Flying Floats

We had an airshow at our little Albenga airport here in Italy over the weekend. To be accurate, the airshow was flown at towns to the east and west of us on the Liguria coast. Albenga is the only airport of any size to base all the aircraft ,so we only saw the warm up routines performed. The Italian Air Force demonstration team the Frecce Tricolori was here and several other aerobatic and vintage aircraft.

There were also some helicopters and no, we did not fly in the airshow. We were one of the static displays and my Italian copilot stood fielding questions and explaining our firefighting operations. My limited conversational Italian skills prevented me from participating and chatting with the hundreds of visitors but we were well represented.

The copilot commented on a nearby MD 500 helicopter on fixed floats and asked if I had flown such things. I had, but it has been a few years since I have flown on bags. About 18 years to be exact. When I started my career in 1974 we flew on floats more than skids. We had Hughes 500’s, Alouettes, Bell 47’s and Hiller 12E’s all on fixed floats. The country we flew in was more water and bogs than dry ground so it was a practical but painfully slow way to get around. The Bell 47 and Hiller 12 E are slow to begin with but put some floats on them and you were going no where fast. I remember always carrying at least four 5 gallon jugs of av gas strapped to the racks on top of the floats. God help you if you missed or couldn’t get to your next remote fuel cache. Most caches were a group of fuel drums at the edge of a lake, logging camp, Indian village or just a little strip where an Otter or Beaver could land and push some drums out in the snow the winter before.

Caches were ‘owned’ by one  or more helicopter companies and cache borrowing and raiding was an unfortunate fact. If you found yourself flying over another companies cache and it was looking pretty full you might just drop in and borrow some fuel. Proper etiquette was usually followed. Don’t touch the last few barrels and take the whole drum rather than a partial making sure to write your aircraft registration and date on the barrel top. Not everyone was so honest and arriving at an empty raided cache in the middle of nowhere was no fun. If you arrived with your spare fuel cans still full you may be ok. If not, you got to drain the water impregnated dregs from all the drums into one drum and the mosquitoes would just about fry landing on your steaming head.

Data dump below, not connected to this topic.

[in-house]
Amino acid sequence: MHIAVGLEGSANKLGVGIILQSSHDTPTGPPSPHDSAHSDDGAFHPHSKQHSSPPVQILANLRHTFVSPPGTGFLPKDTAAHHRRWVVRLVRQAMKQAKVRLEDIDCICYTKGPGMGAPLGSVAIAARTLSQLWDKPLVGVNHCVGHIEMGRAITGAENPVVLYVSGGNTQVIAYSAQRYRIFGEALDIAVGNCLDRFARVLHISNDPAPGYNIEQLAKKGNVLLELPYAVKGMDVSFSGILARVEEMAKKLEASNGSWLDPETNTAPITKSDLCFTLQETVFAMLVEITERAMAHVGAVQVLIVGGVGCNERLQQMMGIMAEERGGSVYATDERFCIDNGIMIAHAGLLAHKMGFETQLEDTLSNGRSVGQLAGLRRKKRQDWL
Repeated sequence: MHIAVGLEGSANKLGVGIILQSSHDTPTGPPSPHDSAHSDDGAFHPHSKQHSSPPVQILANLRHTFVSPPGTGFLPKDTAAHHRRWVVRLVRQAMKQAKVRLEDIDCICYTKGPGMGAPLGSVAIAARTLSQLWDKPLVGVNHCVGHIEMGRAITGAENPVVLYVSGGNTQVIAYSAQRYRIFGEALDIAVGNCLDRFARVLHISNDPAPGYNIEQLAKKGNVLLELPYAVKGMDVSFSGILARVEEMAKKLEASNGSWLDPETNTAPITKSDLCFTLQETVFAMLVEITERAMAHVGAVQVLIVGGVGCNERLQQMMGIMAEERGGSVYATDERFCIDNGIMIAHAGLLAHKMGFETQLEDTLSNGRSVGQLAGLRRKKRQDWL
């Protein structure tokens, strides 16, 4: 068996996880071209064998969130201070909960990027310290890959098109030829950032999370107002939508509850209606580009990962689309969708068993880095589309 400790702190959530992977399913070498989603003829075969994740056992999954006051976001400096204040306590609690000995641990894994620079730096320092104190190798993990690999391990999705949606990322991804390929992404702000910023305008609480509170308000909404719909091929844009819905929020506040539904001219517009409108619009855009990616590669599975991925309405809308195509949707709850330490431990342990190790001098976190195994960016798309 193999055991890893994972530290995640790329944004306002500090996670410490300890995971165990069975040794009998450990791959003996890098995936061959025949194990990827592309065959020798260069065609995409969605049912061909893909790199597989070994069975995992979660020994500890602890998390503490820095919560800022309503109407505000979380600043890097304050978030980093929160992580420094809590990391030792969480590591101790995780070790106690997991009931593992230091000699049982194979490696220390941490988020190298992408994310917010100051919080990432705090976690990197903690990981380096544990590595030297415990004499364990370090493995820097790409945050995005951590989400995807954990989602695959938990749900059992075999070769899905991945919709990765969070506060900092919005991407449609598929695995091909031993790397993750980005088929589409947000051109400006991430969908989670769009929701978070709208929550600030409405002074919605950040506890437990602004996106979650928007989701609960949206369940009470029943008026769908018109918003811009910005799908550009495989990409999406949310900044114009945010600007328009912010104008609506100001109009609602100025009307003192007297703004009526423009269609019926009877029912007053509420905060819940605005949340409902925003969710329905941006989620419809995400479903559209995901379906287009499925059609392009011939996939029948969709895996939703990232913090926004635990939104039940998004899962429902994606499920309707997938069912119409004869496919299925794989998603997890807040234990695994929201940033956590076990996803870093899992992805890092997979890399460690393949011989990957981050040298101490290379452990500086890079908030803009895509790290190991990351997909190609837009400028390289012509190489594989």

Water landings,start up and shut down on floats are interesting and take some getting used to. When the tail rotor rpm is low and the main rotor torque is high enough ,the helicopter turns opposite to the main rotor direction. A couple of eye opening shut downs and start ups will improve your decision making and skills. Its usually not a factor.

One of the first jobs I did on floats was a bit bizarre. I wouldn’t do it now, but back then I was young and well, you know, not seasoned.(not smart) We had a contract to ear tag Moose for what ever reason. Today we dart the big Bullwinkles and wait for them to take a little nap.Back then we came up with a less costly but considerably more dangerous method. Moose will take to water and they can swim pretty darn fast. Drive a Moose to water and land beside him and taxi over.Watch not to tuck the nose of the floats under taxing too fast and position the Moose tagger,(another smart guy) near the Mooses head and sometimes big antlers.

Kneeling on the floats the tagger clips a tag into the none too happy Mooses ear. Watch the Moose doesn’t get a leg up on the float I had been warned. We already lost a helicopter that way my boss had said.

And still we continue to do this I thought ? I do this.

I survived the experience and only one incident,which was a miracle in itself. A big bull had got a hoof up on the float rack and I pulled power and moved sideways fast which didn’t end in the dynamic rollover it could have but did manage to land my tagger in the water.

I set down a few feet away and my tagger set the 20 yard dash speed record for a man dressed in a Mackinaw jacket,jeans and no more rubber boots.

I can’t and won’t write the dialogue that followed his soggy climb back into the cabin but the engine noise and my laughter drowned out most of the swearing any how.

About Heligypsy

Has it really been forty-seven years flying helicopters all over the world? I guess it's time to share some stories, I hope you enjoy my adventures.
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